YOU’VE read the news reports and listened to the interview, now peruse the speech.
On Wednesday evening, Bobby Hain – the director of broadcast services and regulatory affairs at STV – spoke about the broadcaster’s recent strategy of increasingly opting out of the ITV network. He was taking part in an event organised by the Scottish division of the Royal Television Society.
Read and then feel free to comment.
“Good evening and thank you for the opportunity to address tonight’s meeting of the RTS.
“Television is never far from people’s thoughts – close to the hearts of everyone here, but you don’t have to be a practitioner to get a sense that something’s happening. You can hardly pick up a newspaper without a TV story of some description – in the entertainment pages, what’s happening in the jungle or who’s voted off the X Factor; in the business pages, the challenges brought on by a digital future, new platforms, collaborations, ways of viewing content; and in the news pages, a blow by blow account of what STV is up to.
“STV is not like other commercial companies. Television is something that people feel they have a right to; something they can get personally involved with; and something that provokes strong responses. People are very passionate about TV. But the fact remains that STV has to be accountable both to our viewers and our shareholders.
“Recently, we’ve become a hot topic…in the newspapers, on the radio, even on TV as the media loves nothing better than to talk about itself. In fact, a few weeks ago I was talking about our programme strategy on Newsnight. October 22 to be exact, the reason I remember this is it was biggest audience for current affairs in decades. To be fair, the ‘lion’s share’ of that was watching Nick Griffin appear on Question Time…
But on BBC2, the first question I was asked sums up what a lot of people were thinking: Is STV too Scottish? There is a certain irony of being asked this question by the Scottish presenter of Newsnight Scotland on the Scottish opt out on BBC 2 Scotland but it is a useful scene setter for tonight’s event.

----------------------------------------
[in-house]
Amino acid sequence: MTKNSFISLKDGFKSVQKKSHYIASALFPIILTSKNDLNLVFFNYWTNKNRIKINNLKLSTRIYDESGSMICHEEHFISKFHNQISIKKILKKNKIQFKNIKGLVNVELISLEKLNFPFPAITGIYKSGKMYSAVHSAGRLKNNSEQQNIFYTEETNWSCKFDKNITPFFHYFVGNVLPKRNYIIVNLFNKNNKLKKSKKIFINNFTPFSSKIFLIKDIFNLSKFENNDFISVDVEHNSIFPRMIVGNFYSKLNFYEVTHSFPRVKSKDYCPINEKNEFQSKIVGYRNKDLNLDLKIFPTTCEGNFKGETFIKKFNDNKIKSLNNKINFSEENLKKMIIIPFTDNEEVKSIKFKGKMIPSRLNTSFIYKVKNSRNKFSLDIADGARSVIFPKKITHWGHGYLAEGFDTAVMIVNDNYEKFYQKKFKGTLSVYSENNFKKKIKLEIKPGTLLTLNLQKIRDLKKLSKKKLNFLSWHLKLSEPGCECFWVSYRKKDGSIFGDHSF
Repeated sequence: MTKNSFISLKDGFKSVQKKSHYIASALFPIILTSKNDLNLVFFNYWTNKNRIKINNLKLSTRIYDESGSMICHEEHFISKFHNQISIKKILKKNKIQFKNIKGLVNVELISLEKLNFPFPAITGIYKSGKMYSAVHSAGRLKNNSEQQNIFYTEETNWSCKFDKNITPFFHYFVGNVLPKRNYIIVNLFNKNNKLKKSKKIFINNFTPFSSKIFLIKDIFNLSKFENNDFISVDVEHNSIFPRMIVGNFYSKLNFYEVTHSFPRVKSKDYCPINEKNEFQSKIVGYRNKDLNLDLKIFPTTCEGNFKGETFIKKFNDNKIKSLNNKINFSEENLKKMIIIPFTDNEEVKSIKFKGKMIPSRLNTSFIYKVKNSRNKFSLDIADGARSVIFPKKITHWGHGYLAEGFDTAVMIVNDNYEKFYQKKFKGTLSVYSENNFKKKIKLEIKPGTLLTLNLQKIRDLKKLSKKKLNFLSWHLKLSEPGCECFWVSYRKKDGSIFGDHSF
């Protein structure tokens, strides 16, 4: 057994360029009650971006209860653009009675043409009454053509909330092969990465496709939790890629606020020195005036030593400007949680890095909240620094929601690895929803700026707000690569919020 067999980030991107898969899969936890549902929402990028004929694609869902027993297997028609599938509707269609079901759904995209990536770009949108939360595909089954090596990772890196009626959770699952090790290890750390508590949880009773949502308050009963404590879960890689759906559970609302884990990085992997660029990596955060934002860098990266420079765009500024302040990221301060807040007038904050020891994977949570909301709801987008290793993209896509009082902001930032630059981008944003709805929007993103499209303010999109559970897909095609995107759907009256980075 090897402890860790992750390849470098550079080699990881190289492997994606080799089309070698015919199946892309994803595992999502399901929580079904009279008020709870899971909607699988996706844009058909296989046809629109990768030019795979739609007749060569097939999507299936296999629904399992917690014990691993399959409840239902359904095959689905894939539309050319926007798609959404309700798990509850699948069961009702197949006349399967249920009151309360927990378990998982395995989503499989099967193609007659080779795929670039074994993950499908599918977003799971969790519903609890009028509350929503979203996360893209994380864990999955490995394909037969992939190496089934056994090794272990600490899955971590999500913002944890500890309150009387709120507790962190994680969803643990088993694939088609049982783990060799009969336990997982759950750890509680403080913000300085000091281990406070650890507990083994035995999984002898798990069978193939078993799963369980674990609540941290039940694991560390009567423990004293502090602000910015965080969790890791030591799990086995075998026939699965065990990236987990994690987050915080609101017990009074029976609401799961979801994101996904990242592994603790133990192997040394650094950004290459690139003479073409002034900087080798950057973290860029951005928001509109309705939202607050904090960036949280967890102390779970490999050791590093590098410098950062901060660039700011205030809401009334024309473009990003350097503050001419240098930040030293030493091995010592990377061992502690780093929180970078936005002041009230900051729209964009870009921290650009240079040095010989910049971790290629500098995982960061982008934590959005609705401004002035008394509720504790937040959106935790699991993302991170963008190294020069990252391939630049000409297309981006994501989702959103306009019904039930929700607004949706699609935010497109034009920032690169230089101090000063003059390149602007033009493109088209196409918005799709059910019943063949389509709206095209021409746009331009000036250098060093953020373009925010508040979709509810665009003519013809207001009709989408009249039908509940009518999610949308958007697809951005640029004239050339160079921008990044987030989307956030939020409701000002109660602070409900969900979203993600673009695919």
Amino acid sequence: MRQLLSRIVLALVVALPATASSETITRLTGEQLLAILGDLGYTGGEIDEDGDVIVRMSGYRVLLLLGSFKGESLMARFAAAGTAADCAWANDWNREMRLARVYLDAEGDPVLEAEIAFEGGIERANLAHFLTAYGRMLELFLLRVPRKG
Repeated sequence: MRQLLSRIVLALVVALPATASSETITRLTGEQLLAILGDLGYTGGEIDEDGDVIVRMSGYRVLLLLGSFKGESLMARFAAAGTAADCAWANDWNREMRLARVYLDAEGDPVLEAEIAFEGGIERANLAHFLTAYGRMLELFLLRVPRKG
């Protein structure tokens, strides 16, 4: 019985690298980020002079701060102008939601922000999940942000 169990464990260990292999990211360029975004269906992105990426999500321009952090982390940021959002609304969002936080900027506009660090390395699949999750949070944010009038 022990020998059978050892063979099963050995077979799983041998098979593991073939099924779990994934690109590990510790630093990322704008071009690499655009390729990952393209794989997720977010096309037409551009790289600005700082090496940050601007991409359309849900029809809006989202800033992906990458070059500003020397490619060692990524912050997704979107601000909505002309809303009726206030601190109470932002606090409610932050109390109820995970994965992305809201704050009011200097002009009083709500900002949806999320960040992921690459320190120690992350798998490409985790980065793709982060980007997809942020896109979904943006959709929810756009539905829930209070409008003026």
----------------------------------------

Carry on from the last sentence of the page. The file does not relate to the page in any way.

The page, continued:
“Tonight, I’m going to take you through the STV programme strategy, the background to the decisions we’ve been making about what’s on the channel and laying out our vision going forward.
“I’ve been at STV for 10 years and managed the licences since 2003 and in the last two years the business has completely transformed. We have a new board, chairman, chief executive and management team. The business is focused clearly on Scotland and alongside our television offering we have launched an online service, stv.tv.
The website has grown from virtually no traffic to over a million unique users a month in less than two years.
It’s a core part of our clear vision to be Scotland’s media brand of choice, committed to the ITV Network but also injecting a significant amount of Scottish content.
“The business was at a crossroads. Down one road, writing a cheque for £50 million pounds every year to ITV for all the network shows. Despite that investment, no say in what gets commissioned, no influence on strategy. ITV1 Scotland. Simple. But then, look at what’s happened in the other regions where that’s been the case. The once proud names like Granada, Tyne Tees, Yorkshire have long since disappeared and now, apart from news, not a single regional programme is made in those regions. Not a model for Scotland and not one that STV can contemplate.
Instead, we’ve gone down a different road, using our contractual right under the devolution agreement to opt out of some network programmes and invest more in content produced in Scotland. The objective is to produce a relevant and affordable schedule with a mix of network programmes, home-produced material and acquired content.